Janner on Presentation
We all need new and valuable information and at times we don't know where to get it from. Books, Google, Friends. Well this time it's from a book and this is all about presentation about how to.
Better Business Guides.
Janner on Presentation.
• Should you sit or stand? Sitting is more informal and relaxed; standing more dominant. Much depends on the size and position of the audience; whether or not they can see you if seated; and your style.
• If you stand, should you move in front of the table, so as to remove the physical and atmospheric barrier between your audience and yourself? Moving up to the audience, if necessary detaching the microphone and taking it with you, is a highly professional and useful technique creates significant link up with the audience.
• If you are to stand for a protracted period, why not use a bar stool, draughtsman’s chair or other high perch? This is especially useful for those who, like myself, need at least occasional rests for unhappy backs.
• There is no presentational or other reason why you should not work partly standing, partly seated – if this is a possibility, you may need a chair or bar stool or perhaps you can simply perch on the table’s edge.
• If you use visual aids, have you access to them? To trip... fall off the back or the front of the stage... or knock down the easel – is a spectacular, non-recommended, but remarkably common phenomenon.
• Where and what is amplification? Can you make provision in advance for a neck-mike, portable mike (perhaps a radio mike?) or other system which will give you freedom of movement? Otherwise, is your table or standing mike convenient to your preferred position and to your own height?
• Will you require a rostrum, or standing or table lectern for your notes or speech?
• If you sit or perch on the table, test it carefully – preferably beforehand. If it collapses under your weight or rolls away on castors, your presentation and your dignity will disappear at the same catastrophic moment.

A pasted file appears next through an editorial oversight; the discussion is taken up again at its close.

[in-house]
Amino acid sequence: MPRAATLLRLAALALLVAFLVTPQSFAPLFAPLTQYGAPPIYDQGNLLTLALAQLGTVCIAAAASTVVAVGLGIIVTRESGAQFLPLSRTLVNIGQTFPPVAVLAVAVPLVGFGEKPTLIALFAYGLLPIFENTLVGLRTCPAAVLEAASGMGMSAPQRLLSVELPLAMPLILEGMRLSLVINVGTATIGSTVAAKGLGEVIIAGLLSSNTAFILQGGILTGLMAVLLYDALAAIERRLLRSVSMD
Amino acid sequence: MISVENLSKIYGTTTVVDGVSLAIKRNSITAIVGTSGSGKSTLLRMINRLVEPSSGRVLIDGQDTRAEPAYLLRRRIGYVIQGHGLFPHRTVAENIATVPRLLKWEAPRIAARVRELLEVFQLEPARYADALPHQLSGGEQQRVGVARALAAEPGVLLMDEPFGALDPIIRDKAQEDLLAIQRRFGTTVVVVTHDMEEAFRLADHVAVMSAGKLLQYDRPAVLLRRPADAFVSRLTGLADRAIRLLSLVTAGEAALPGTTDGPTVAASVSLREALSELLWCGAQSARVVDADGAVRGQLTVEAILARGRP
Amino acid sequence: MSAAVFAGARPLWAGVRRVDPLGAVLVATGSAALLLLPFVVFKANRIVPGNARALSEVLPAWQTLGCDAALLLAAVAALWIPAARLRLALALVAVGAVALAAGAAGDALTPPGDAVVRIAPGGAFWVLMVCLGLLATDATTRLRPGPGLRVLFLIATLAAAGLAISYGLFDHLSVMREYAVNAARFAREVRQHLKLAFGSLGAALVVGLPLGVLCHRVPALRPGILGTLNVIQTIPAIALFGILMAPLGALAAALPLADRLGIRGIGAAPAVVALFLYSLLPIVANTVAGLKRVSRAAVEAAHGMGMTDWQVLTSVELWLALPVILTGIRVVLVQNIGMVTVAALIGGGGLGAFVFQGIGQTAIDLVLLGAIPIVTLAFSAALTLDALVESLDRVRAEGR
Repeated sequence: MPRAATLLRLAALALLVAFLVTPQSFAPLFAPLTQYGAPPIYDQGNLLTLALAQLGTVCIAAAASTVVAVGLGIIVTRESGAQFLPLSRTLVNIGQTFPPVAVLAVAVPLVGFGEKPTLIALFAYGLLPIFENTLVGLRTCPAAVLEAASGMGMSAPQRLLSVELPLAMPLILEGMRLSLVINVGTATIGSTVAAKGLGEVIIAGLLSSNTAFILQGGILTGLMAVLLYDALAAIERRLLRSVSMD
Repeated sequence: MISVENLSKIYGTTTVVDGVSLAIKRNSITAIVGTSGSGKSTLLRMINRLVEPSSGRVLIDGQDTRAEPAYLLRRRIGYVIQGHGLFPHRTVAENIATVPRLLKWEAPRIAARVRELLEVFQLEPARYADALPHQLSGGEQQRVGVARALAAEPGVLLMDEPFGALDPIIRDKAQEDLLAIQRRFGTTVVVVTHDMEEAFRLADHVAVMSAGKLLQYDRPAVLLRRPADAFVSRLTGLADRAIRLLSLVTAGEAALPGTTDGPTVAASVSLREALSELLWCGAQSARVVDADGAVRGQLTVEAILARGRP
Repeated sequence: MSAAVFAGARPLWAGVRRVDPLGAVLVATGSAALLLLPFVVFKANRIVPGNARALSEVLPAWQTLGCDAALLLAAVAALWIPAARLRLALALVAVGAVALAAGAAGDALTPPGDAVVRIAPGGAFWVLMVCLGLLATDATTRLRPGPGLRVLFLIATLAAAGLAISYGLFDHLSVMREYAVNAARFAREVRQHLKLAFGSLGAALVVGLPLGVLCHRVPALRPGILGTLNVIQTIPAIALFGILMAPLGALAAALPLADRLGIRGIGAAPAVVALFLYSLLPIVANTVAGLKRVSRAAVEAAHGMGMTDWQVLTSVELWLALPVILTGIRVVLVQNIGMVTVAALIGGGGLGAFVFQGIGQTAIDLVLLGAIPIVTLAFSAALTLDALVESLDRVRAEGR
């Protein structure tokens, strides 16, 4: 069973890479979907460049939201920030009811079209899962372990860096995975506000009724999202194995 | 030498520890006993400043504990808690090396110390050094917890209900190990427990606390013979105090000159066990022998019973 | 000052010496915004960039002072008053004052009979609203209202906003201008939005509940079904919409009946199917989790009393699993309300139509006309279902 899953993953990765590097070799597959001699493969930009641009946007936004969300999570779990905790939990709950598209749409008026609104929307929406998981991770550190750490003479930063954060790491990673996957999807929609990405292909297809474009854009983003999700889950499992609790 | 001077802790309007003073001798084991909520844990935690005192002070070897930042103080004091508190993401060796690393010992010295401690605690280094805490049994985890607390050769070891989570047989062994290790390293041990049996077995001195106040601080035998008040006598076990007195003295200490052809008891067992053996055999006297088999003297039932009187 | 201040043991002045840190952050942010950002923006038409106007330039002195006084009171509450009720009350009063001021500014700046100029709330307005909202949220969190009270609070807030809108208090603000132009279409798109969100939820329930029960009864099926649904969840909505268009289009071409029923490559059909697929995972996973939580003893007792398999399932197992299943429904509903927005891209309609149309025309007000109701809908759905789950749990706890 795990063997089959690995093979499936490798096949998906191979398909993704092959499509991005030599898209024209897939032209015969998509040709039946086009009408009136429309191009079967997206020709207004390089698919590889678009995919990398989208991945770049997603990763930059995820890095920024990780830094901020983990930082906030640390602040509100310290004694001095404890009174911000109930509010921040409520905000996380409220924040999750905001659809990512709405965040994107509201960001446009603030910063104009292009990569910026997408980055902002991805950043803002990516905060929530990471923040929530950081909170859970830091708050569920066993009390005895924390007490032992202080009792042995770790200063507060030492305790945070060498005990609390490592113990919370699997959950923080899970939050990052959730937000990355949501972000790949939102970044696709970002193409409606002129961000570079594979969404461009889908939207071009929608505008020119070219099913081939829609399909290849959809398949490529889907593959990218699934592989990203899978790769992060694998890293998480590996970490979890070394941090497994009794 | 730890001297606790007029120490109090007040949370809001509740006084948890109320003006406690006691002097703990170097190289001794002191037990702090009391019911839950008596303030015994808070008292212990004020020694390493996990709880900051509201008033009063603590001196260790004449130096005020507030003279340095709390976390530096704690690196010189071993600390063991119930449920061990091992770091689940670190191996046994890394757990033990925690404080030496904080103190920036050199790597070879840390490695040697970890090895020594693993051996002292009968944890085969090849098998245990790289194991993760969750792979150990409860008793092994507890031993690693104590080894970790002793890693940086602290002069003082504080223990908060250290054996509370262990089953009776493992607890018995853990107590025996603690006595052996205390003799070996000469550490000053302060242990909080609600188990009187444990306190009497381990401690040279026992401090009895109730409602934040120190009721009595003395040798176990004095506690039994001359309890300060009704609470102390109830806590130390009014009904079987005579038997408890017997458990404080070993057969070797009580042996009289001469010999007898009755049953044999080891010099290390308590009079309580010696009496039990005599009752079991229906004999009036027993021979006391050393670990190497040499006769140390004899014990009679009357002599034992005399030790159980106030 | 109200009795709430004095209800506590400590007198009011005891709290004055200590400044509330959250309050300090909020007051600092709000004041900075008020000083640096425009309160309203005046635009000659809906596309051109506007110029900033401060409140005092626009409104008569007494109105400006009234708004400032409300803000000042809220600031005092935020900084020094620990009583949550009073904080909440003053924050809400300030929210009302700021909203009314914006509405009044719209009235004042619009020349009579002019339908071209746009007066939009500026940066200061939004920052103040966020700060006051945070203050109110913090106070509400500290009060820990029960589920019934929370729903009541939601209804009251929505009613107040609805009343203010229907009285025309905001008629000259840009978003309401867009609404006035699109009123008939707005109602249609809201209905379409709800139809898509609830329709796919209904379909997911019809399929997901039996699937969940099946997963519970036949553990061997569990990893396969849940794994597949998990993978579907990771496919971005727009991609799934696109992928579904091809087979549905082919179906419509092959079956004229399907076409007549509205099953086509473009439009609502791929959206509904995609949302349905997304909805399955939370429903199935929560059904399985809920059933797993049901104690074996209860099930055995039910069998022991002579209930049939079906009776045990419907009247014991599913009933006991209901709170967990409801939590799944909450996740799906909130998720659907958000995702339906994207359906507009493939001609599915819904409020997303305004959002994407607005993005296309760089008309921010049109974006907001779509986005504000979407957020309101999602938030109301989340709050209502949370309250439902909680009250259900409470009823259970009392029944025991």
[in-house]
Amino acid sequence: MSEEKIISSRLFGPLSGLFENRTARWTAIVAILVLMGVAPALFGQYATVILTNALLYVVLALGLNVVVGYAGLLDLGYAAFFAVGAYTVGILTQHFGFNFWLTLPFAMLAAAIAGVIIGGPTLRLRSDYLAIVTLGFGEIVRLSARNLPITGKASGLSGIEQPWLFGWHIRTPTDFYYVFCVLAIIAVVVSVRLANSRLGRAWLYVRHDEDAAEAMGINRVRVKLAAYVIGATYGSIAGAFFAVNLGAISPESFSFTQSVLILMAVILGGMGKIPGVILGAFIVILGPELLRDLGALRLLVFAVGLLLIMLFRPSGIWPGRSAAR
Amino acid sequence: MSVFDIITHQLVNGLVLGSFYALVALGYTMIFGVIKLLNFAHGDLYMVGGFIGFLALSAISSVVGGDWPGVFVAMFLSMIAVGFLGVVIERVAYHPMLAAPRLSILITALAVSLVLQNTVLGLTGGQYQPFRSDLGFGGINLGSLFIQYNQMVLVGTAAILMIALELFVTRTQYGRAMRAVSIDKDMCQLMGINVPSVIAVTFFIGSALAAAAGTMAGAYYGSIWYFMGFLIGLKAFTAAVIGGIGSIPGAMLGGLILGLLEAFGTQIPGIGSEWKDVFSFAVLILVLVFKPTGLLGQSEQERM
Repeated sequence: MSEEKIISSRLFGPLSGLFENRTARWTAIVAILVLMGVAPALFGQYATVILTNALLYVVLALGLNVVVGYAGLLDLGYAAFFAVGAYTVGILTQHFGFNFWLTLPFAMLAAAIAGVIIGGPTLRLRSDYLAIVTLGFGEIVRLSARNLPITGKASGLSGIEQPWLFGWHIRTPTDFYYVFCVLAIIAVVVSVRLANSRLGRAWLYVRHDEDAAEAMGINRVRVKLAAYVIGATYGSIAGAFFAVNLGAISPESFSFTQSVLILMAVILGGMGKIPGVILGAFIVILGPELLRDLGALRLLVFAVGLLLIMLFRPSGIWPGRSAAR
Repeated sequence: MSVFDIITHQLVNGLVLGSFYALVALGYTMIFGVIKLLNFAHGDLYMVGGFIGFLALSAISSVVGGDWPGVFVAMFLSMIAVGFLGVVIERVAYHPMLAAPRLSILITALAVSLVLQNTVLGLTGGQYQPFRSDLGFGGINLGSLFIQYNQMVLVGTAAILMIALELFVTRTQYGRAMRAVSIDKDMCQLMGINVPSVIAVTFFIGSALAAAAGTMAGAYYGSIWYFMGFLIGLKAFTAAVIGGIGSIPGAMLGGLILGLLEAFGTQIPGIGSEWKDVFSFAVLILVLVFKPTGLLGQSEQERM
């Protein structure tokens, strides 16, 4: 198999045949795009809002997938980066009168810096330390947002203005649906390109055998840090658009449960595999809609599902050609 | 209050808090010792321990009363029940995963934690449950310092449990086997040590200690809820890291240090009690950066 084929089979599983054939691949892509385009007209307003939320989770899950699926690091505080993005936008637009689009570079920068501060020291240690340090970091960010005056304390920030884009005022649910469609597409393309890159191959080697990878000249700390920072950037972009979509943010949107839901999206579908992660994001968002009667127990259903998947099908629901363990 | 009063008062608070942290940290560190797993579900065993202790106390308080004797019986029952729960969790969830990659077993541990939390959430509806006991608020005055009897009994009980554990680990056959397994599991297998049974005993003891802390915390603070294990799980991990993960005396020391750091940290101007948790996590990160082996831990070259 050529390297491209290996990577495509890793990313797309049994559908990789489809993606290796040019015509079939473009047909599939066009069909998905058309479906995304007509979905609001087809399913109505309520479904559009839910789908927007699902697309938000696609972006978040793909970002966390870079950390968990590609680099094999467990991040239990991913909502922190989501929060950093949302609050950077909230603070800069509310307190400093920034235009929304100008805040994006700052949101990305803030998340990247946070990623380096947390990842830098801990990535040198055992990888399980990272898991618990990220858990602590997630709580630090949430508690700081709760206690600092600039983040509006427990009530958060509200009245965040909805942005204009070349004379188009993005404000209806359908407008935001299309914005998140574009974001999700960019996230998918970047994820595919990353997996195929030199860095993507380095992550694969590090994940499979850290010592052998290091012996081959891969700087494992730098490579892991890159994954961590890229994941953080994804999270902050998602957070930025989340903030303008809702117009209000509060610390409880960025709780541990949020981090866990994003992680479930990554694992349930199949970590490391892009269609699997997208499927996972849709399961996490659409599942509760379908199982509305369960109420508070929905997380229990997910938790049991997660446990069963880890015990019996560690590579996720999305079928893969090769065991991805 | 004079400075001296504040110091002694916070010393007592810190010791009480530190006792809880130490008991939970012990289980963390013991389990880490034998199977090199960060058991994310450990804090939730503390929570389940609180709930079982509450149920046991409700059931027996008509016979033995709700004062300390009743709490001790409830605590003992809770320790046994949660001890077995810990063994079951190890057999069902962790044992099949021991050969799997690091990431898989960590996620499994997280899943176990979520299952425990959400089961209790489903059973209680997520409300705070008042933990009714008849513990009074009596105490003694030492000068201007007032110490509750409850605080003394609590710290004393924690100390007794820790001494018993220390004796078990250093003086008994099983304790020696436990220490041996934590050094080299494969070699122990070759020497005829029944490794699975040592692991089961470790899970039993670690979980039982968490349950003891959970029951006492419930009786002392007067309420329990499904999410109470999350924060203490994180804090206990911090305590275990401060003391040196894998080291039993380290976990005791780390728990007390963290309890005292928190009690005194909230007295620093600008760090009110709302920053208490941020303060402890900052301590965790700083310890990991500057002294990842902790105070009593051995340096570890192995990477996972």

• If you sit on a chair, stool or table in front of your audience, keep your legs together or crossed. You are not an advertisement for men’s swimming trunks or women’s underwear
• You should never start your presentation until you have fully come to your feet – or until you have taken complete control of your audience, even if seated. Equally, do not sit down until you have finished talking and have nodded towards or given a slight bow to your audience. Indicate the same competence at the end of your presentation as your self-control showed at its start.
• To relax while seating, try to get a “carver” or chair with arms. Put it at an angle to the table, so that informality comes naturally.
• If your presentation is of any length, move around. You can keep a high stool to one side and a chair at the other; you can perch at the edge of the table removing the physical barrier.
• Never turn your back on your audience. If you have to move across the room, whether to reach a visual aid or to speak to a member of your audience or for whatever reason, keep your body facing your audience, or at least sideways. Even when you are writing on a flip chart, try to work sideways on to your audience.
• Above all: make sure that you stand or sit upright... that you do not hunch forward or flop back into or onto a chair; or slouch, hands in pockets, on your platform.
• Straighten your tie, adjust your dress and brush the dandruff from your shoulders before you are called upon to speak. Once the eyes of your audience are upon you, these gestures are as undignified as the (equally common) scratching of the back, twiddling or clicking of the ball pen or unconscious cleaning of the left ear.
• Get yourself into position – sitting or standing – and then wait until you have control of your audience, before you start speaking. If necessary and appropriate, tap on the table or on the side of a glass, with a coin or pencil. Wait until the chairman calls for and obtains orders. Far too many presenters actually begin their “Ladies and gentlemen” while actually in the process of rising to their feet.
• If you are nervous, write down your first words-even “Ladies and gentlemen” – and always write any names that you may need to quote.
• Be generous with your time in providing initial explanations – especially of jargon or concepts that may be unfamiliar, if only to a few of your audience. If you lose them at the start, your message will be lost forever.
• Open your mouth and pronounce your words. Slovenly enunciation is like careless dress – discourteous and unacceptable.
• Say what you are going to say; say it; then say what you have said. Repetition is especially necessary where you have complicated message to put over or a complex subject to teach.